Subsequent players were 16 bits, added channel buffers where necessary, or later dual DACs. The resister-ladder-plus-analogue-filter DAC design has persisted in some devices but was first enhanced by oversampling and then later by single-bit sigma-delta DAC designs. The latter sometimes includes such features as a choice of output filters which allows you to tune how the inevitable ultrasonic noise from the discrete steps of a digital signal is dispensed with. Heck, some very high-end DACs unaccountably omit the output filter entirely, claiming that leaving out this integral part of the DAC somehow improves the sound.
These days, higher-end systems tend to use a CD transport with a separate DAC – indeed, that’s what I use.
At least one of the originally touted features of CD was never employed: a four-channel capability for quadrophonic sound. Some CDs – particularly early ones – featured “Indexing”. These were kinds of sub-tracks which could be selected or skipped to. The first release of the 1982 recording of The Goldberg Variations played by Glenn Gould was one single 51:18 track with 32 index points. Unfortunately, only a small number of players ever supported indexing. Neither did very many support the text display of the track titles sported by some CDs.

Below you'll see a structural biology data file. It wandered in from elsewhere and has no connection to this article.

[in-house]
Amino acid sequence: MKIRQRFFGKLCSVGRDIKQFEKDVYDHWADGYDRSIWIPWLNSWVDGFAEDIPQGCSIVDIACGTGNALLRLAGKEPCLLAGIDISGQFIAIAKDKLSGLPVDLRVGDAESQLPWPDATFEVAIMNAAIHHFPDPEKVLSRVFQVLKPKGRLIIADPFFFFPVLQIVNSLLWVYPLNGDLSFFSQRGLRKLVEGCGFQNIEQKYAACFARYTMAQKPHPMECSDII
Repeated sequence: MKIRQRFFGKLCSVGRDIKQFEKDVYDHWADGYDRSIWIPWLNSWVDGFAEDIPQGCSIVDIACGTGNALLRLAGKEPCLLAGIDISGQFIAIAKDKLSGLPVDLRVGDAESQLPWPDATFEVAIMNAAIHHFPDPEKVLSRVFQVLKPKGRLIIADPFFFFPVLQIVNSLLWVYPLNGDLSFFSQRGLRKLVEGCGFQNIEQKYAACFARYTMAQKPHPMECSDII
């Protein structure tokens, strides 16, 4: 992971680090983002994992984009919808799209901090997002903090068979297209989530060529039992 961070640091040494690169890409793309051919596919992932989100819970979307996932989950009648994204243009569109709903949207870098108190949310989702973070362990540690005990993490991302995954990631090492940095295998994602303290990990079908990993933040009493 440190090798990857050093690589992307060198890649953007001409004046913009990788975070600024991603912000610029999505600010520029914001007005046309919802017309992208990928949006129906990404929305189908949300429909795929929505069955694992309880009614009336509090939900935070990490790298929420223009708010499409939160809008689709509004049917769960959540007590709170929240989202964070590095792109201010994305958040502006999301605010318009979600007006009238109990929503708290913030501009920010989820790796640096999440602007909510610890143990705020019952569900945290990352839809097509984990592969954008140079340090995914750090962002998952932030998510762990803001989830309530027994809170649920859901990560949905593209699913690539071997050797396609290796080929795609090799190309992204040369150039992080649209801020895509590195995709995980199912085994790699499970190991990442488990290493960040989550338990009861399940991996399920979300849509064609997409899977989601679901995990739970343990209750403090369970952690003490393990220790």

The high-water mark of the CD has long since been passed. Go to a major music retailer and you’ll find that the shelf facing for CDs is now comparable to that for vinyl – partly because of the latter’s resurgence, but also partly because streaming has replaced physical media for huge swathes of the population. And what’s Sony’s current CD player model? Um… it doesn’t have one. Under “Audio components” on its Australian website it has two turntables and no CD players. Of course, many other brands still have fine CD players available, but the range is severely diminished from what it was at its height.
But I doubt that the CD will ever fully disappear. For one thing, while rock and pop are quite well supported on the streaming platforms, jazz and particularly classical are far less so. For another, if you own a CD, its contents will be available to you seemingly forever with reasonable care.
So, here’s to the fortieth anniversary of the compact disc, and here’s to hoping it persists for many decades to come.